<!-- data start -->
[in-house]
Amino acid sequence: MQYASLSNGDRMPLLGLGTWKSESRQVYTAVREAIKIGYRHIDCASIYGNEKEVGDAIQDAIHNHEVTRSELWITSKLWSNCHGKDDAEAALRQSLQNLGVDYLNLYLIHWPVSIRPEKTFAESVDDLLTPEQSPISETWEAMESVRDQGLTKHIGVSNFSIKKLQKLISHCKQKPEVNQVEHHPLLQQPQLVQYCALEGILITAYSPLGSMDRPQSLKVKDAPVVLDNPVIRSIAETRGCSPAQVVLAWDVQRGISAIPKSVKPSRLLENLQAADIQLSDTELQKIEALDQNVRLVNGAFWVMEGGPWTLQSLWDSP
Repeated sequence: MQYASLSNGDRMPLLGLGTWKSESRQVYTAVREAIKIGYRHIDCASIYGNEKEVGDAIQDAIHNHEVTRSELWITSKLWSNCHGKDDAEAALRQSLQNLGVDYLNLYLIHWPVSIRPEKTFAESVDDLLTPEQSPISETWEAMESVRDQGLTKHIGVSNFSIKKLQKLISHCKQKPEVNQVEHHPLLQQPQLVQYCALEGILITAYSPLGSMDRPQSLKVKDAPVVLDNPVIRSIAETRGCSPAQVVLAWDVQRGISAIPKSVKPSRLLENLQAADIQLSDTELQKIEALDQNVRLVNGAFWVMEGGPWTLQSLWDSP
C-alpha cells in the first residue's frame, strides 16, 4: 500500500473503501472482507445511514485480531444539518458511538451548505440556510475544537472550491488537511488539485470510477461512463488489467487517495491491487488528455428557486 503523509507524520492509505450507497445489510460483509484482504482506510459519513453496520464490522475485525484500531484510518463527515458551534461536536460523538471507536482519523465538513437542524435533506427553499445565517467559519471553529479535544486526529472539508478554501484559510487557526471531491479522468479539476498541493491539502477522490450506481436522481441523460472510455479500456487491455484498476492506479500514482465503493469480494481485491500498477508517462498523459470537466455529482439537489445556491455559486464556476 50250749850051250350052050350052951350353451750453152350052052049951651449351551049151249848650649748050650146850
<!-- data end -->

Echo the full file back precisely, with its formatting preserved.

[in-house]
Amino acid sequence: MQYASLSNGDRMPLLGLGTWKSESRQVYTAVREAIKIGYRHIDCASIYGNEKEVGDAIQDAIHNHEVTRSELWITSKLWSNCHGKDDAEAALRQSLQNLGVDYLNLYLIHWPVSIRPEKTFAESVDDLLTPEQSPISETWEAMESVRDQGLTKHIGVSNFSIKKLQKLISHCKQKPEVNQVEHHPLLQQPQLVQYCALEGILITAYSPLGSMDRPQSLKVKDAPVVLDNPVIRSIAETRGCSPAQVVLAWDVQRGISAIPKSVKPSRLLENLQAADIQLSDTELQKIEALDQNVRLVNGAFWVMEGGPWTLQSLWDSP
Repeated sequence: MQYASLSNGDRMPLLGLGTWKSESRQVYTAVREAIKIGYRHIDCASIYGNEKEVGDAIQDAIHNHEVTRSELWITSKLWSNCHGKDDAEAALRQSLQNLGVDYLNLYLIHWPVSIRPEKTFAESVDDLLTPEQSPISETWEAMESVRDQGLTKHIGVSNFSIKKLQKLISHCKQKPEVNQVEHHPLLQQPQLVQYCALEGILITAYSPLGSMDRPQSLKVKDAPVVLDNPVIRSIAETRGCSPAQVVLAWDVQRGISAIPKSVKPSRLLENLQAADIQLSDTELQKIEALDQNVRLVNGAFWVMEGGPWTLQSLWDSP
C-alpha cells in the first residue's frame, strides 16, 4: 500500500473503501472482507445511514485480531444539518458511538451548505440556510475544537472550491488537511488539485470510477461512463488489467487517495491491487488528455428557486 503523509507524520492509505450507497445489510460483509484482504482506510459519513453496520464490522475485525484500531484510518463527515458551534461536536460523538471507536482519523465538513437542524435533506427553499445565517467559519471553529479535544486526529472539508478554501484559510487557526471531491479522468479539476498541493491539502477522490450506481436522481441523460472510455479500456487491455484498476492506479500514482465503493469480494481485491500498477508517462498523459470537466455529482439537489445556491455559486464556476 50250749850051250350052050350052951350353451750453152350052052049951651449351551049151249848650649748050650146850